Log in

Previous Entry | Next Entry

No one enforcing rules, ARGH

Today one of our full time circulation staff was *actively* peer pressuring one of our student workers to break a rule (technically set by the reference librarian who 'manages' the student workers but does no day-to-day interaction) because "who cares" and well, everyone else does what they want, so why does it matter, amirite? Needless to say, the student appropriately said "no thanks". But I sat there and was mortified on everyone's behalf and felt really disenfranchised to say anything about it because I only pinch hit on the desk 5 hours a week.

The stupid part is that the rule isn't exactly something special to our workplace. It's a standard practice that's been the rule at every other library I've worked at.

The frustrating thing is that it happens with a bunch of other stuff all the time-- And then the students do their own system gaming to the point where I'm just surprised we even bother to check the books out to people anymore half the time. And when I try to follow the written rules, I'm afraid that I'm the one that comes off looking like the out of touch 'mean one'. Although, to be fair to the students, when I do things like check out stuff that normally isn't bothered with, no one gets in my face too much about it.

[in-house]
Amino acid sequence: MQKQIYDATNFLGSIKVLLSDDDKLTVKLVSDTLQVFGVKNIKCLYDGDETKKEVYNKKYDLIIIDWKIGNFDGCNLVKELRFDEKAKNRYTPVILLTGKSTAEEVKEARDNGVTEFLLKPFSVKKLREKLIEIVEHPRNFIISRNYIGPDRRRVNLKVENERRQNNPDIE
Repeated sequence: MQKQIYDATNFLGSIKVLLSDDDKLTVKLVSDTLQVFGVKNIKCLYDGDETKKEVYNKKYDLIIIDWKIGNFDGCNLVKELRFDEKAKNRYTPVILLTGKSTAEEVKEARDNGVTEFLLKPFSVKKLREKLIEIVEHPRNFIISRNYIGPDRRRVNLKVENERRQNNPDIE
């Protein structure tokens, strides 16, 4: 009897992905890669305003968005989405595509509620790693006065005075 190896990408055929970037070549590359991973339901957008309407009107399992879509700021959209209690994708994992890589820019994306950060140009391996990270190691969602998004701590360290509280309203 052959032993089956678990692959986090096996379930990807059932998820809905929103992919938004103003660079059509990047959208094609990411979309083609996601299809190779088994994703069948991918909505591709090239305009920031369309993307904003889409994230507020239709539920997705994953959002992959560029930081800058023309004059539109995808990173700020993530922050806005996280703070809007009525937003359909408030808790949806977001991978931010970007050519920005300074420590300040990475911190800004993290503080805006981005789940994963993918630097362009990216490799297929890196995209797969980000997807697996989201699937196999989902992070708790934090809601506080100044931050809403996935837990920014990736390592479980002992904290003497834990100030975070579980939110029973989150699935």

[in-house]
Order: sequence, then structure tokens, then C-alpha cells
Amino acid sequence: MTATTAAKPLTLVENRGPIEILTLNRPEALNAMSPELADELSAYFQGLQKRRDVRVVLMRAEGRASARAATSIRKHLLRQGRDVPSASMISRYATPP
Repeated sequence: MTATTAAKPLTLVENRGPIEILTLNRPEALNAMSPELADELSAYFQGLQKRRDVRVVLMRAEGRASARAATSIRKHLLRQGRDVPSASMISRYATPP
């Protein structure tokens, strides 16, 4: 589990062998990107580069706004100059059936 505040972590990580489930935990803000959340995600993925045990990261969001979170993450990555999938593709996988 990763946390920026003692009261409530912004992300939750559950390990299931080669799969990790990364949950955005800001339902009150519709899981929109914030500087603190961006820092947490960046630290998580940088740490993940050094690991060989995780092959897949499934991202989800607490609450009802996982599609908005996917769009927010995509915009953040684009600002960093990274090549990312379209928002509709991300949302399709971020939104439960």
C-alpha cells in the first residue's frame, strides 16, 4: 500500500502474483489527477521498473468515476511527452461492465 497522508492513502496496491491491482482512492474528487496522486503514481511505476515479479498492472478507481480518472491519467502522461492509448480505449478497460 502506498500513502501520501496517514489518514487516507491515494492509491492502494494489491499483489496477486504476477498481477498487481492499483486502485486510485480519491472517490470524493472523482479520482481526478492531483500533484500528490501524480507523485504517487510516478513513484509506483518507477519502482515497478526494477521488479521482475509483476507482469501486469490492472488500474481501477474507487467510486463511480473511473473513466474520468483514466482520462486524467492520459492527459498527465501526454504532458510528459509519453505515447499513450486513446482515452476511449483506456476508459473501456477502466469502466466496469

So I've started letting certain things slide as well because at this point I'm just like "the culture here is too entrenched and I don't think I'm equipped for this fight". And with our almost paranoid level of "students MUST BE HAPPY AT ALL COSTS ALSO JUST FLY UNDER THE RADAR/DON'T PISS ANYONE OFF, EVER, KTHNX" mentality, I'm afraid to rock the boat and say "hey, if we don't enforce these rules we look like ineffectual weak managers" and I'm not sure that saying "hey, we don't seem to enforce rules x, y,z, should we maybe consider getting rid of them if they're not working for our customer service vibe?" because honestly I'm afraid it'll come off sounding horribly passive aggressive or insulting. Which, I mean, no one is doing their job, really, so it is kind of insulting? ARGH. What do you do????

I don't even know what to bother getting bothered about anymore.


( 13 comments — Leave a comment )
(Deleted comment)
Apr. 3rd, 2014 08:02 pm (UTC)
Thanks for the rec on kadymae's post--I'll definitely try to find those!

I'm definitely not a manager, although I am one of the full-time librarians ..so theoretically I could say something to day-to-day people. I think there's been a lot of discontent with student worker behavior (or assumed behavior...we had cut a lot of hours so students are alone at the desk with no full-time faculty or staff supervising a lot these days so a lot of stuff we just find the morning after with no context).

I've been thinking about this a lot and honestly things are going to get crazy and hair-tearing-out levels of annoying once finals kick in this term and it's probably not the best time to rock the boat. However, maybe our summer would be a good time to revisit the idea of student behavior and working on a list of guidelines among other things. We ended up with our student hours (and supervising hours) cut a little bit last minute last year and going in I don't think we had a lot of time to discuss what sort of support needs to be place to better support student workers handling a lot of unsupervised alone time.